By: Katy Wong – Ethnic Seattle

October 15, 2015

There is no doubt that small business owners often face many challenges, and keeping a restaurant in good shape within the family could be even harder. For 17 years, the owner of Magic Dragon Chinese Eatery have overcome many obstacles and continues to shine in Seattle’s Central District neighborhood.

“This restaurant saved my family, raised my kids, and it even gave me some room for me and my wife to go on vacation,” said Jae S. Oh, the owner of Magic Dragon Chinese Eatery.

Oh immigrated to Seattle in 1980, and went to Shoreline Community College for mechanical engineering. Like many other people, Oh didn’t work in the field he majored in. In fact, he worked in various industries before he became a master in Chinese cuisine. He was a real-estate agent, a Seattle Times Newspaper deliveryman, a teriyaki shop owner, and many more.

Magic Dragon Chinese Eatery was actually his second restaurant. He opened his first restaurant a year after he immigrated to Seattle.

Jay Oh and Wife

“First year is really hard because I have no experience, nothing,” said Oh. “As time goes by, I get more experience. From the second year onward we received good responses from the customers.”

Business was doing well until the landlord declined to renew his lease, he was 23-year-old at the time.

“I don’t know why I didn’t relocate somewhere nearby, I just gave up on the restaurant business and did a small grocery store for four to five years,” Oh said.

After working in many other places and industries, Oh used his savings to open the Magic Dragon Chinese Eatery, which is a huge success today.

“Back then I was the only restaurant in this intersection, so I did a good business,” Oh said.

Oh said his business was impacted by the New York Terrorist Attacks in 2001, and the mortgage crisis in 2007. However, he managed to send both of his children to college.

In this little Chinese restaurant, Oh managed to work closely with his workers. Customers can easily sense the deep bond they have with one another. Oh especially appreciates his cook that has been working for him for over 15 years.

“He is like my brother, he knows how much values [Magic Dragon] used to carry, and how my sales decrease throughout the years.” said Oh. “He told me that he will retire when I retire.”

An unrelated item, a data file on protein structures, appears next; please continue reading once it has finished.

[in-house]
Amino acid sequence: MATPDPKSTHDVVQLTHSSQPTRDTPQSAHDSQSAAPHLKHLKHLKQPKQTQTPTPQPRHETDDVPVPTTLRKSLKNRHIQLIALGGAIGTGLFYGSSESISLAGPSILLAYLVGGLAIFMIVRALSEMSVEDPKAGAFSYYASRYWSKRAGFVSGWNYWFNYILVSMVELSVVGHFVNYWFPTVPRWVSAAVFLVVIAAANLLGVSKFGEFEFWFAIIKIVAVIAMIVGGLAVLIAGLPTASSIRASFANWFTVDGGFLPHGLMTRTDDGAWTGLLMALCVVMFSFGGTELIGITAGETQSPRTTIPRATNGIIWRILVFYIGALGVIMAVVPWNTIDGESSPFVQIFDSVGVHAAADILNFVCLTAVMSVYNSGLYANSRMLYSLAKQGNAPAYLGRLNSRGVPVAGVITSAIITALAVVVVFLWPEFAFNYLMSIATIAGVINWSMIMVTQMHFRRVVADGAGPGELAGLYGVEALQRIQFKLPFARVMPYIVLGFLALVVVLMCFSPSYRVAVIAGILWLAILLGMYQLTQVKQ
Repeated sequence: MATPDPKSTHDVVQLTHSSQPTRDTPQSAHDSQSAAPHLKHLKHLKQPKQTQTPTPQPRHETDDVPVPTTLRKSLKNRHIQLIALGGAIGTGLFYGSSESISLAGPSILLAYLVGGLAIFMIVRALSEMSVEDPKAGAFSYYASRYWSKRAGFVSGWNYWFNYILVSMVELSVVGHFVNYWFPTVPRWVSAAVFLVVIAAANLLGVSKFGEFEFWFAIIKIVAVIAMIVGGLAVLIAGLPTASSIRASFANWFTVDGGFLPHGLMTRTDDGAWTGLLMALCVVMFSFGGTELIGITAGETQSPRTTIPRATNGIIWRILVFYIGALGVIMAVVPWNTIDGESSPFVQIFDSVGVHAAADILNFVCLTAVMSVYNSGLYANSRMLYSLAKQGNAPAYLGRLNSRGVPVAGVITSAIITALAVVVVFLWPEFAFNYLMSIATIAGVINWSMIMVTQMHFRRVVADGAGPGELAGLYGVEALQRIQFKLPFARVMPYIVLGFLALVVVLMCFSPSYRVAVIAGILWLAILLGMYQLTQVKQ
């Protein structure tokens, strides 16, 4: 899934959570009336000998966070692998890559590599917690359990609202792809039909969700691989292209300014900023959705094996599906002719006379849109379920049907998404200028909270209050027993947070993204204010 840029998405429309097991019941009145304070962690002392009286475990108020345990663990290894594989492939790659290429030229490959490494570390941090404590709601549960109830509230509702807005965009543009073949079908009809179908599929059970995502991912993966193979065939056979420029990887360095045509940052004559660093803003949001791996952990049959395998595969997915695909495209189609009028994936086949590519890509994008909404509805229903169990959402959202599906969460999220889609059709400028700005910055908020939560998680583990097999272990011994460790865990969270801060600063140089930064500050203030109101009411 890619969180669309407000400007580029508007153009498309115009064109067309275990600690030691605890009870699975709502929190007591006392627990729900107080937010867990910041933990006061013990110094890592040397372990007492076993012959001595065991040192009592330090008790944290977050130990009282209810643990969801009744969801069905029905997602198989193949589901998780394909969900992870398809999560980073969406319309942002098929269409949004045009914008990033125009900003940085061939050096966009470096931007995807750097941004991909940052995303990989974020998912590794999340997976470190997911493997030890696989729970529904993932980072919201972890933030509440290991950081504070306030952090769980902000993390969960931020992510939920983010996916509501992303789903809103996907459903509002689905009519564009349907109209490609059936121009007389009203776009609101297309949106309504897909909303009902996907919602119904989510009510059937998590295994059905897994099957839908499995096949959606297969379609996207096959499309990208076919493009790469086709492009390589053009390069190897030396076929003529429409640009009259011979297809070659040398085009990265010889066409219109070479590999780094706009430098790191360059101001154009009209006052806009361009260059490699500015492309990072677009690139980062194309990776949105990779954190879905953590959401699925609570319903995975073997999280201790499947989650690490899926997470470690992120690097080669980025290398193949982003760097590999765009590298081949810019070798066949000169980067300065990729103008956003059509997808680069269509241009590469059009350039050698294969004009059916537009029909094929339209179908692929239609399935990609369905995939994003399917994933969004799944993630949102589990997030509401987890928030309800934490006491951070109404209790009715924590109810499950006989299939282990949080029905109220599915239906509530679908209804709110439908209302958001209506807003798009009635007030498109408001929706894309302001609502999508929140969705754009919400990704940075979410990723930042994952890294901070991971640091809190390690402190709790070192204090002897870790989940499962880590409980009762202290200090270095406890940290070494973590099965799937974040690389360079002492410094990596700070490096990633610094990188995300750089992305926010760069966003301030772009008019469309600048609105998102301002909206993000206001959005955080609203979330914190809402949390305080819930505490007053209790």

At 56-years-old, Magic Dragon is probably Oh’s last stop before retirement. However, his road to retirement might not be as peaceful.

Since June road construction from Jackson Street to Cherry Street has been hurting his business. The construction will continue to early 2016.

According to Maribel Cruz, the Project Communications Lead for Seattle Department of Transportation (SDOT), the construction includes modifying lanes on the 23rd Avenue, improving sidewalks, street lighting, traffic signals, and more.

Meanwhile, the construction that started this June has led to several weekend closures of the intersection near Magic Dragon.

“All of the businesses along 23rd Avenue and Jackson Street was impacted,” said James Kelly, small business advocate at the City of Seattle.

Kelly is a construction impacts assistance for Access Seattle Initiative, which aims to provide business and community support, traveler engagement, and construction coordination.

“One thing I try to do is to make sure that people can get to their place, so we put up signs that said “Businesses Are Open”, said Kelly. “The second thing we did for Magic Dragon and other businesses is that we put advertisements in the Stranger newspaper.”

One of the biggest hope for Oh is to be able to reduce their rent because of their loss in revenue, however the results is unsuccessful.

“We talked to their landlord about trying to negotiate the rent because of the revenue, but we were unsuccessful about Wine Gardeners to have agree to lower their rent.” Kelly said.

With all the economic and financial realities baring down, Oh is still optimistic and is hoping to continue his business operation in the neighborhood for a long time.

IMG_0065“How can I leave this area. I spend all my golden age at the Central District,” Oh said. “I try my best to pay back to my customers. As long as I stay at the restaurant, it is time to pay back with the quality of food, the portion of food, and heart.”

“So just surviving, stick in your restaurant,” said Oh. “Surviving is the only option for me.”
Offering more than 10 different Chinese dishes, Oh said two of their customer’s all-time favorites are General Tso’s Chicken and Szechuan Chicken.

 

Magic Dragon Chinese Eatery is located at
306 23rd Ave S #2, Seattle, WA 98144